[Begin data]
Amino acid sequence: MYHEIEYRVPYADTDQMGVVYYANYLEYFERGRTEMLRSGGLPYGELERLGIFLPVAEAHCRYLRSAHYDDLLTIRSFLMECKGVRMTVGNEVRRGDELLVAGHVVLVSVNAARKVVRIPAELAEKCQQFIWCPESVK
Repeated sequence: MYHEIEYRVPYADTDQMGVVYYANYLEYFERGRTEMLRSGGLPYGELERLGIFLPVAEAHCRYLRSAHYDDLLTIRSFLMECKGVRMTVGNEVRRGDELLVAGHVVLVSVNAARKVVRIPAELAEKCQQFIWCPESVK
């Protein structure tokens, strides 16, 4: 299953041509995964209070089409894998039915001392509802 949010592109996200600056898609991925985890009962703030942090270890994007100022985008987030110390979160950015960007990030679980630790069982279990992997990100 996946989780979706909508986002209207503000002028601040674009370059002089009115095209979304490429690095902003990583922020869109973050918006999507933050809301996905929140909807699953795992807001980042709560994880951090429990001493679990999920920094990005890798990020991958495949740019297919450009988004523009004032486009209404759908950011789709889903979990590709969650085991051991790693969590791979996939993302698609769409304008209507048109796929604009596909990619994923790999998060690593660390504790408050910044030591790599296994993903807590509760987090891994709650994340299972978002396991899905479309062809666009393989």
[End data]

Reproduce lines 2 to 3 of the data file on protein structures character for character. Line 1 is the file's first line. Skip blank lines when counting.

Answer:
Repeated sequence: MYHEIEYRVPYADTDQMGVVYYANYLEYFERGRTEMLRSGGLPYGELERLGIFLPVAEAHCRYLRSAHYDDLLTIRSFLMECKGVRMTVGNEVRRGDELLVAGHVVLVSVNAARKVVRIPAELAEKCQQFIWCPESVK
């Protein structure tokens, strides 16, 4: 299953041509995964209070089409894998039915001392509802 949010592109996200600056898609991925985890009962703030942090270890994007100022985008987030110390979160950015960007990030679980630790069982279990992997990100 996946989780979706909508986002209207503000002028601040674009370059002089009115095209979304490429690095902003990583922020869109973050918006999507933050809301996905929140909807699953795992807001980042709560994880951090429990001493679990999920920094990005890798990020991958495949740019297919450009988004523009004032486009209404759908950011789709889903979990590709969650085991051991790693969590791979996939993302698609769409304008209507048109796929604009596909990619994923790999998060690593660390504790408050910044030591790599296994993903807590509760987090891994709650994340299972978002396991899905479309062809666009393989």